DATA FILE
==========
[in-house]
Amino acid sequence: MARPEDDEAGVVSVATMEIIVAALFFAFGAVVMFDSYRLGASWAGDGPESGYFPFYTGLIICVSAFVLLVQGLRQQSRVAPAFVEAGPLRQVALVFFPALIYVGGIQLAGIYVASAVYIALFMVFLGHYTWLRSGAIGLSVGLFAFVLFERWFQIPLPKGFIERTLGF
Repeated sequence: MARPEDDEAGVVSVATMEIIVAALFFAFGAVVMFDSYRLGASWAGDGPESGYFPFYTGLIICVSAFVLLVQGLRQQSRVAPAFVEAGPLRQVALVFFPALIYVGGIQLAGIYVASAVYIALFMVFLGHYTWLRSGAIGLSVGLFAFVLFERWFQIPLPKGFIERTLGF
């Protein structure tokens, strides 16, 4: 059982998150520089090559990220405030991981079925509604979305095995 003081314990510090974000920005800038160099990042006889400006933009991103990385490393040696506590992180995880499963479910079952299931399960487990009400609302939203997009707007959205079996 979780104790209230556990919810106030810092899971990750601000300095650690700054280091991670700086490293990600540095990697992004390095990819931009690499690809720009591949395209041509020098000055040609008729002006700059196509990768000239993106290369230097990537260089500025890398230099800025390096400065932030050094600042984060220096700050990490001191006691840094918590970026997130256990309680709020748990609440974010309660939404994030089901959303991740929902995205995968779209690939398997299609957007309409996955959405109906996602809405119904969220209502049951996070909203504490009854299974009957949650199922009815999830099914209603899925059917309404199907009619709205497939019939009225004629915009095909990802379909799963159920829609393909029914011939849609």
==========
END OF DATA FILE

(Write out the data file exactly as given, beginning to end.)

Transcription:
[in-house]
Amino acid sequence: MARPEDDEAGVVSVATMEIIVAALFFAFGAVVMFDSYRLGASWAGDGPESGYFPFYTGLIICVSAFVLLVQGLRQQSRVAPAFVEAGPLRQVALVFFPALIYVGGIQLAGIYVASAVYIALFMVFLGHYTWLRSGAIGLSVGLFAFVLFERWFQIPLPKGFIERTLGF
Repeated sequence: MARPEDDEAGVVSVATMEIIVAALFFAFGAVVMFDSYRLGASWAGDGPESGYFPFYTGLIICVSAFVLLVQGLRQQSRVAPAFVEAGPLRQVALVFFPALIYVGGIQLAGIYVASAVYIALFMVFLGHYTWLRSGAIGLSVGLFAFVLFERWFQIPLPKGFIERTLGF
């Protein structure tokens, strides 16, 4: 059982998150520089090559990220405030991981079925509604979305095995 003081314990510090974000920005800038160099990042006889400006933009991103990385490393040696506590992180995880499963479910079952299931399960487990009400609302939203997009707007959205079996 979780104790209230556990919810106030810092899971990750601000300095650690700054280091991670700086490293990600540095990697992004390095990819931009690499690809720009591949395209041509020098000055040609008729002006700059196509990768000239993106290369230097990537260089500025890398230099800025390096400065932030050094600042984060220096700050990490001191006691840094918590970026997130256990309680709020748990609440974010309660939404994030089901959303991740929902995205995968779209690939398997299609957007309409996955959405109906996602809405119904969220209502049951996070909203504490009854299974009957949650199922009815999830099914209603899925059917309404199907009619709205497939019939009225004629915009095909990802379909799963159920829609393909029914011939849609």